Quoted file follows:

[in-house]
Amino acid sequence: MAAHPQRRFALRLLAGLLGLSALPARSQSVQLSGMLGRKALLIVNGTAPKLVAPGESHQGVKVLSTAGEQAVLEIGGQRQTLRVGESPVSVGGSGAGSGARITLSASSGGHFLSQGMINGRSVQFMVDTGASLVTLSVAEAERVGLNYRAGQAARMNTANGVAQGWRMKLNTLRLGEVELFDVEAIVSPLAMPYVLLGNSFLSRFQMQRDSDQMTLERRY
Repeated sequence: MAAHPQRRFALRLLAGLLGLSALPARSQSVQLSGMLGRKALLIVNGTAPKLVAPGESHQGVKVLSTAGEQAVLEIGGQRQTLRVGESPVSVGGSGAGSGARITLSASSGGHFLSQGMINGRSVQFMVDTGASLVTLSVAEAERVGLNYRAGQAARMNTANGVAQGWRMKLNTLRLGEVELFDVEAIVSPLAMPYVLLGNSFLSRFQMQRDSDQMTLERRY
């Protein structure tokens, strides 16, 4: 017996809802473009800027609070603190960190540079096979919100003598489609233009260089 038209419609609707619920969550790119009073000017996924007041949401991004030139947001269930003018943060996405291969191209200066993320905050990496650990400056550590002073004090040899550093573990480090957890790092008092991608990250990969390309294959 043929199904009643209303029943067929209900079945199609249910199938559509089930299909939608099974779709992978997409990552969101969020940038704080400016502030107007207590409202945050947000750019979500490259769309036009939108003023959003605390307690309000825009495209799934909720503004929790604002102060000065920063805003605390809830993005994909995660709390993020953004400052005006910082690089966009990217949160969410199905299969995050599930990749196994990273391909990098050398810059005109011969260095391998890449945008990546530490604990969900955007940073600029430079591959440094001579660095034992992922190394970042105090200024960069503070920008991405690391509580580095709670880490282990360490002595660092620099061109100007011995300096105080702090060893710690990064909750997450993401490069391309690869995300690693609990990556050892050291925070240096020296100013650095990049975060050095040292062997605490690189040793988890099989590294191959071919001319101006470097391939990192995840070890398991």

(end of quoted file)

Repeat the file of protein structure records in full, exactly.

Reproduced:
[in-house]
Amino acid sequence: MAAHPQRRFALRLLAGLLGLSALPARSQSVQLSGMLGRKALLIVNGTAPKLVAPGESHQGVKVLSTAGEQAVLEIGGQRQTLRVGESPVSVGGSGAGSGARITLSASSGGHFLSQGMINGRSVQFMVDTGASLVTLSVAEAERVGLNYRAGQAARMNTANGVAQGWRMKLNTLRLGEVELFDVEAIVSPLAMPYVLLGNSFLSRFQMQRDSDQMTLERRY
Repeated sequence: MAAHPQRRFALRLLAGLLGLSALPARSQSVQLSGMLGRKALLIVNGTAPKLVAPGESHQGVKVLSTAGEQAVLEIGGQRQTLRVGESPVSVGGSGAGSGARITLSASSGGHFLSQGMINGRSVQFMVDTGASLVTLSVAEAERVGLNYRAGQAARMNTANGVAQGWRMKLNTLRLGEVELFDVEAIVSPLAMPYVLLGNSFLSRFQMQRDSDQMTLERRY
């Protein structure tokens, strides 16, 4: 017996809802473009800027609070603190960190540079096979919100003598489609233009260089 038209419609609707619920969550790119009073000017996924007041949401991004030139947001269930003018943060996405291969191209200066993320905050990496650990400056550590002073004090040899550093573990480090957890790092008092991608990250990969390309294959 043929199904009643209303029943067929209900079945199609249910199938559509089930299909939608099974779709992978997409990552969101969020940038704080400016502030107007207590409202945050947000750019979500490259769309036009939108003023959003605390307690309000825009495209799934909720503004929790604002102060000065920063805003605390809830993005994909995660709390993020953004400052005006910082690089966009990217949160969410199905299969995050599930990749196994990273391909990098050398810059005109011969260095391998890449945008990546530490604990969900955007940073600029430079591959440094001579660095034992992922190394970042105090200024960069503070920008991405690391509580580095709670880490282990360490002595660092620099061109100007011995300096105080702090060893710690990064909750997450993401490069391309690869995300690693609990990556050892050291925070240096020296100013650095990049975060050095040292062997605490690189040793988890099989590294191959071919001319101006470097391939990192995840070890398991």